I might have been more impressed by anti-Apollo protests, if social activists had protested Super Bowl ads and the Academy Awards with equal enthusiasm. Maybe they did, and I didn’t notice.4

Somewhere along the line, “if we put men on the moon, why can’t we…” stopped sounding relevant — and joined “relevance” wherever cliches go as they fade away.

I don’t think designing, testing and building technology that sent a few folks to Earth’s moon and back is more important than people. But doing that is arguably easier than solving ancient social ills.

If the choice had been to either make spaceships or help people, I’d pick helping people. It’s a matter of priorities. I think people are more important than things.

I’m not convinced that dealing with social ills or developing technology really was an either-or situation.

Scenarios where Our Hero must save either The Professor’s notes or a Pauline clone can make good stories.5

Sometimes life is that simple. But not often, I think.

Paying Attention

Backing up a little, I think people are important. I also think acting like humans is a good idea.

I thought so before becoming a Catholic. What’s changed is what I know about why being human is okay.

We’re told that God creates everything, and sees it as “very good.”

We’re created in God’s image. We’re very good too, basically. (Genesis 1:27, 31; Catechism of the Catholic Church, 268, 279, 299, 301305)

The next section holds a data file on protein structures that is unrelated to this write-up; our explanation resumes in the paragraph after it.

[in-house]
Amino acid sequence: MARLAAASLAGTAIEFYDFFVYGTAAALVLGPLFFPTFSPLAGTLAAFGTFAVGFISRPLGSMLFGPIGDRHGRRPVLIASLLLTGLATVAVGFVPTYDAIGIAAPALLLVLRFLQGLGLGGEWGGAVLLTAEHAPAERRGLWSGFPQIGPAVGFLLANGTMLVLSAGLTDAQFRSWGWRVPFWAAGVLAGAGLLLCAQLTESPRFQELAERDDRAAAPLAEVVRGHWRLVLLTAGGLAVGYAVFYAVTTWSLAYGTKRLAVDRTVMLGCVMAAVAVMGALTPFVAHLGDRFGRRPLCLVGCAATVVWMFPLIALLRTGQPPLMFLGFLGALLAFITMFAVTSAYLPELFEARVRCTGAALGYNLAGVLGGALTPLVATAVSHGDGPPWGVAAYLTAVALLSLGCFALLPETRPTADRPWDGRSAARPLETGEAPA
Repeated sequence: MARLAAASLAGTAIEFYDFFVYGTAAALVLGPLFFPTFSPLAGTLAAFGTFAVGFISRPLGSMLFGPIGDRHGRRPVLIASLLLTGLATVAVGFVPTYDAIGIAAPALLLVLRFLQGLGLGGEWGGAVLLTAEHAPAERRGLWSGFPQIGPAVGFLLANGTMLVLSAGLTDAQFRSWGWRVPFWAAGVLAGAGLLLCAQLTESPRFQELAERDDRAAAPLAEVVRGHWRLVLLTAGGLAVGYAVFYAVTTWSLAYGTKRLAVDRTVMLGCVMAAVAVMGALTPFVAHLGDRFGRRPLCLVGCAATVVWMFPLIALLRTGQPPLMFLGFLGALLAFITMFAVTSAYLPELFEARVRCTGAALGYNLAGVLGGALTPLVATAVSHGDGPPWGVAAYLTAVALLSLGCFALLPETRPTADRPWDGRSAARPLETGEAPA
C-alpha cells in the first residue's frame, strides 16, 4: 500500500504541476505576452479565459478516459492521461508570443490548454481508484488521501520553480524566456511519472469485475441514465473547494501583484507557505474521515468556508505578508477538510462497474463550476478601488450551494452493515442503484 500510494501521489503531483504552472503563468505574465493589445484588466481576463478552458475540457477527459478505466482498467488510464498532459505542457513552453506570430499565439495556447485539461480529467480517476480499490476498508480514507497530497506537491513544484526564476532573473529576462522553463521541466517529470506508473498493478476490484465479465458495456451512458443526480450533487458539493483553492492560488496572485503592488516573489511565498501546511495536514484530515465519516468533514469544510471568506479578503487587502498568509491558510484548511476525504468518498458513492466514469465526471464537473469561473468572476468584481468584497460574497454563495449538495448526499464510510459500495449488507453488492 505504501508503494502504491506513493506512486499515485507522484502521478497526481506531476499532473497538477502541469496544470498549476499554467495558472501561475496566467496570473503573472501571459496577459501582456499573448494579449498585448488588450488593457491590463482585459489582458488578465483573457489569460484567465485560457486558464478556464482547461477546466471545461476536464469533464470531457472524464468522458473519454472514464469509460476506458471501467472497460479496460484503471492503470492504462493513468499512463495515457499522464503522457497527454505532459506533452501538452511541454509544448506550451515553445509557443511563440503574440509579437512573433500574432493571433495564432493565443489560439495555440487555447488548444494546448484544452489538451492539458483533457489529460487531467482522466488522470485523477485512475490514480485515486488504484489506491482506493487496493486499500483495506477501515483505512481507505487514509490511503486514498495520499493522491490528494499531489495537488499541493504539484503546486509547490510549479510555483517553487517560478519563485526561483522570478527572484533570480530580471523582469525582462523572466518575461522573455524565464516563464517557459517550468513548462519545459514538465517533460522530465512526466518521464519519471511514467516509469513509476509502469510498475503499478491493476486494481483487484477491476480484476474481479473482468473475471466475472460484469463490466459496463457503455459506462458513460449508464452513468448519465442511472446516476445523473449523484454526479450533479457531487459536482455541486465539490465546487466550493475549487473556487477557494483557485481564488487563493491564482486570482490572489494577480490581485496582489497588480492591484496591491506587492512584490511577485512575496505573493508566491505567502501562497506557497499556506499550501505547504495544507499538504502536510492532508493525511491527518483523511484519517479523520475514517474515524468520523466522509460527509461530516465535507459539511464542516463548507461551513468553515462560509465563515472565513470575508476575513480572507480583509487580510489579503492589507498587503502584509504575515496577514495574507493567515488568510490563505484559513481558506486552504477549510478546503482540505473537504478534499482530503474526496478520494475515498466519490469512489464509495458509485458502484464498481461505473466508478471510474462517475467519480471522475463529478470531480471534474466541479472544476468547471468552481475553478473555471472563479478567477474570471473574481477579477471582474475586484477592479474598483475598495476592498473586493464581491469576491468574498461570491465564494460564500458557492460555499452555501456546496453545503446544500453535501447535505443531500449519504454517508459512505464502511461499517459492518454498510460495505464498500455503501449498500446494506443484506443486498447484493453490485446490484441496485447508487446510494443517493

Humanity isn’t God’s greatest blunder.

God writes knowable physical laws into everything we can observe. (Catechism, 268, 279, 299, 301305; “Gaudium et spes” 5, 15, Second Vatican Council, Bl. Pope Paul VI (December 7, 1965))

If we’re paying attention, everything we learn about this universe will reflect a facet of God’s truth. (Catechism, 302308)

Learning about this universe is a good idea. It gives us more reasons to admire God’s work. (Catechism, 159, 214217, 282283, 294, 341)

Having Problems

If we’re basically good, living in a very good world, how come we’ve got problems?

As Supreme Being said in Monty Python’s “Time Bandits,” “I think it has something to do with free will.” (November 6, 2016)

The Catholic Church goes into a bit more detail on the subject.

There’s a considerable gap between how we should act and what we actually do. We’re dealing with consequences of a bad choice. That makes doing what’s right is difficult. Putting it mildly. (Genesis 3:113; Catechism, 397409, 17761794, 18491869)